Children of women with diabetes diagnosed before or during pregnancy are at increased risk for early-onset cardiovascular disease (CVD), according to study results published in The BMJ.
Previous studies have reported that maternal diabetes before or during pregnancy is associated with increased risk for metabolic syndrome and congenital heart disease in offspring. The goal of the current study was to explore the association between prenatal exposure to maternal diabetes with early-onset CVD.
The researchers collected data from more than 2.4 million children in Danish national health registries who were born without congenital heart disease between 1977 and 2016. The children were followed from birth to first diagnosis of CVD, death, emigration, or the end of 2016.
The study cohort included 22,055 women with pregestational diabetes (including type 1 diabetes), 6537 women with type 2 diabetes, and 26,272 women with gestational diabetes. Compared with mothers who did not have diabetes, those with diabetes tended to be older, have higher education, and smoke less during pregnancy.
Overall, during up to 40 years of follow-up, CVD developed in 1153 children of mothers with diabetes compared with 91,311 children of mothers without a history of diabetes.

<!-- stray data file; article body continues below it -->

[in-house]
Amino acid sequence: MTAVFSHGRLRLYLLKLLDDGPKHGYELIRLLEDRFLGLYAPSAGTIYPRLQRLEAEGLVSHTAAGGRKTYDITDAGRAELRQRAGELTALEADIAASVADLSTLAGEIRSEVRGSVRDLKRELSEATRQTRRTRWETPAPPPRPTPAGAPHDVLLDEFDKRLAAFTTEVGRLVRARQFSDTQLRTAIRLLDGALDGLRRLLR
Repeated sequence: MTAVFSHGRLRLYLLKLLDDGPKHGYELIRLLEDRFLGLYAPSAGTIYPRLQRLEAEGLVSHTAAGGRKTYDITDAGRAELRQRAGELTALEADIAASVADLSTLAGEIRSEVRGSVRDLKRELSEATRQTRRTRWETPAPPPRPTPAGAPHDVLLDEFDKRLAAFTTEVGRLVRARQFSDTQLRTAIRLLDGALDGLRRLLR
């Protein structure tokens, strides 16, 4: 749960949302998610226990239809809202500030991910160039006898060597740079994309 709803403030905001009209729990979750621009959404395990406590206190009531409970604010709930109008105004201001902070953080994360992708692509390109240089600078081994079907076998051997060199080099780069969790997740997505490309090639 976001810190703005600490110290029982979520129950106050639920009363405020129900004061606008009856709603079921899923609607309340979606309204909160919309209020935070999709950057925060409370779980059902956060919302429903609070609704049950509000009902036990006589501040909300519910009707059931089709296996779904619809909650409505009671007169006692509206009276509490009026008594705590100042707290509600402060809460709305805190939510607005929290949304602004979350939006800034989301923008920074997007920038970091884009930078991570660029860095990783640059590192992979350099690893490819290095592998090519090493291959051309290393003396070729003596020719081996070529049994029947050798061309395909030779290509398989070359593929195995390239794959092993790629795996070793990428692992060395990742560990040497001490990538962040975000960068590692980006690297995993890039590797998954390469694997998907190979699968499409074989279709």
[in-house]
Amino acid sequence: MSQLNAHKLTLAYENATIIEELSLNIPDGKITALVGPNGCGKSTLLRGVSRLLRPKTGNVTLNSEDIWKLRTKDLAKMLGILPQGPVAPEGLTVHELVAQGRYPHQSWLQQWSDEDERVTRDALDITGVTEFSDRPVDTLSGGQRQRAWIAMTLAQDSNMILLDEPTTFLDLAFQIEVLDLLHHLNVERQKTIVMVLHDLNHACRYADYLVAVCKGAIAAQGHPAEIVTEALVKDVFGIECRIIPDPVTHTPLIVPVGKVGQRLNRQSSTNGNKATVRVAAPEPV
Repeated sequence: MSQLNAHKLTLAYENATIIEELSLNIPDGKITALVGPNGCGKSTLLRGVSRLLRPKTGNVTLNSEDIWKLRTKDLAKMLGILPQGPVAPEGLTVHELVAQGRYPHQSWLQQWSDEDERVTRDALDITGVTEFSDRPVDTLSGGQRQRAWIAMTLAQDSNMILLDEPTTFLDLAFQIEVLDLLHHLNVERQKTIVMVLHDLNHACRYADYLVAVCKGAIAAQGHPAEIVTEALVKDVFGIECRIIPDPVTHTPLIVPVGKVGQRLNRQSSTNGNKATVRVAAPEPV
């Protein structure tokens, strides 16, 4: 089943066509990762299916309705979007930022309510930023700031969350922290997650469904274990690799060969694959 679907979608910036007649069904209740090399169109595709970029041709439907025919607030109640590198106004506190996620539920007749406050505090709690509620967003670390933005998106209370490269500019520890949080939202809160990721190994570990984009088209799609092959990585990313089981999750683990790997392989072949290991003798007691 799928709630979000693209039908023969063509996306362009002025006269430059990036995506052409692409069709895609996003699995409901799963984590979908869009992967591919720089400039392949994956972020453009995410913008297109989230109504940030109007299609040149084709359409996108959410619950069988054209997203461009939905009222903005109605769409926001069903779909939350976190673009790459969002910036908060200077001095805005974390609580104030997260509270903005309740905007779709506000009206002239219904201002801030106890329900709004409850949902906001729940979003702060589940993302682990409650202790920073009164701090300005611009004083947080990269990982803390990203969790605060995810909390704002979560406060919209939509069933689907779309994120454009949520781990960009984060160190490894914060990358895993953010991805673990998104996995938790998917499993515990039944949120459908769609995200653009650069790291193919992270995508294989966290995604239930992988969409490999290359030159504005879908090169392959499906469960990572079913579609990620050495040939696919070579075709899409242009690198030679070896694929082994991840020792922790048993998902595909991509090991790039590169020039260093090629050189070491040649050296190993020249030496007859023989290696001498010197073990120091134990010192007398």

The overall rate of early-onset CVD was 29% higher in children of mothers with diabetes vs children of mothers without diabetes (hazard ratio [HR], 1.29; 95% CI, 1.21-1.37). Rate of early-onset CVD was higher for children of mothers who had pregestational diabetes (HR, 1.34; 95% CI, 1.25-1.43) or gestational diabetes (HR, 1.19; 95% CI, 1.07-1.32).
In offspring of mothers with both diabetes and comorbid CVD, there was an even higher incidence of CVD (HR, 1.73; 95% CI, 1.36-2.20), which was not attributable to the interaction between diabetes and CVD on the multiplicative scale. Offspring of mothers with pregestational diabetes and complications of diabetes similarly had higher incidence of CVD (HR, 1.60; 95% CI, 1.25-2.05).
The study had several limitations, including possible unmeasured residual confounding, live birth selection bias, and potential misclassification bias for diabetes diagnoses. Furthermore, no assessment of CVD risk in late adulthood was possible, as the longest follow-up period so far is 40 years.
“These findings highlight the importance of effective strategies for screening and preventing diabetes in women of childbearing age,” wrote the researchers. “We need to monitor CVD risks in offspring of mothers with diabetes and investigate possible life course interventions that could reduce the occurrence of CVD.”
Yu Y, Arah OA, Liew Z, et al. Maternal diabetes during pregnancy and early onset of cardiovascular disease in offspring: population based cohort study with 40 years of follow-up. BMJ. 2019;367:l6398.
This article originally appeared on Endocrinology Advisor